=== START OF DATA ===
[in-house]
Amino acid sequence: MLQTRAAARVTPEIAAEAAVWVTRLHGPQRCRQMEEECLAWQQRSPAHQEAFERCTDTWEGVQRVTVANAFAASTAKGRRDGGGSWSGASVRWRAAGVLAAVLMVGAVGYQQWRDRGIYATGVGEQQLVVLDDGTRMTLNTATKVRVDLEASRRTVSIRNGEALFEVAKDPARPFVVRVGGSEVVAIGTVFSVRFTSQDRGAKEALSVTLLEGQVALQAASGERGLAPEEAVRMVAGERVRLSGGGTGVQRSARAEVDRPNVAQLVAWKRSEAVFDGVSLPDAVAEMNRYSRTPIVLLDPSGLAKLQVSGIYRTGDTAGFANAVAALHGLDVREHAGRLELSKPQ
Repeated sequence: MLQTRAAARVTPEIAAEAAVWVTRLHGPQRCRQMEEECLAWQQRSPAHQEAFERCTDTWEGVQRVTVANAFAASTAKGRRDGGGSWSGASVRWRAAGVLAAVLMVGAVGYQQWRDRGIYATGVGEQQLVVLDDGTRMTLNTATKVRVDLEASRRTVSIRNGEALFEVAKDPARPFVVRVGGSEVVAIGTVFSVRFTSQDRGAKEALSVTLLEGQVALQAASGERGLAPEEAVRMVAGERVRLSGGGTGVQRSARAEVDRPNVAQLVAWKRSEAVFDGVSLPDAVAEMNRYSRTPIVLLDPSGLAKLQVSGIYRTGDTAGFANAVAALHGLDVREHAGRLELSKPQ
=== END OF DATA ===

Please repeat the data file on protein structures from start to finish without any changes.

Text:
[in-house]
Amino acid sequence: MLQTRAAARVTPEIAAEAAVWVTRLHGPQRCRQMEEECLAWQQRSPAHQEAFERCTDTWEGVQRVTVANAFAASTAKGRRDGGGSWSGASVRWRAAGVLAAVLMVGAVGYQQWRDRGIYATGVGEQQLVVLDDGTRMTLNTATKVRVDLEASRRTVSIRNGEALFEVAKDPARPFVVRVGGSEVVAIGTVFSVRFTSQDRGAKEALSVTLLEGQVALQAASGERGLAPEEAVRMVAGERVRLSGGGTGVQRSARAEVDRPNVAQLVAWKRSEAVFDGVSLPDAVAEMNRYSRTPIVLLDPSGLAKLQVSGIYRTGDTAGFANAVAALHGLDVREHAGRLELSKPQ
Repeated sequence: MLQTRAAARVTPEIAAEAAVWVTRLHGPQRCRQMEEECLAWQQRSPAHQEAFERCTDTWEGVQRVTVANAFAASTAKGRRDGGGSWSGASVRWRAAGVLAAVLMVGAVGYQQWRDRGIYATGVGEQQLVVLDDGTRMTLNTATKVRVDLEASRRTVSIRNGEALFEVAKDPARPFVVRVGGSEVVAIGTVFSVRFTSQDRGAKEALSVTLLEGQVALQAASGERGLAPEEAVRMVAGERVRLSGGGTGVQRSARAEVDRPNVAQLVAWKRSEAVFDGVSLPDAVAEMNRYSRTPIVLLDPSGLAKLQVSGIYRTGDTAGFANAVAALHGLDVREHAGRLELSKPQ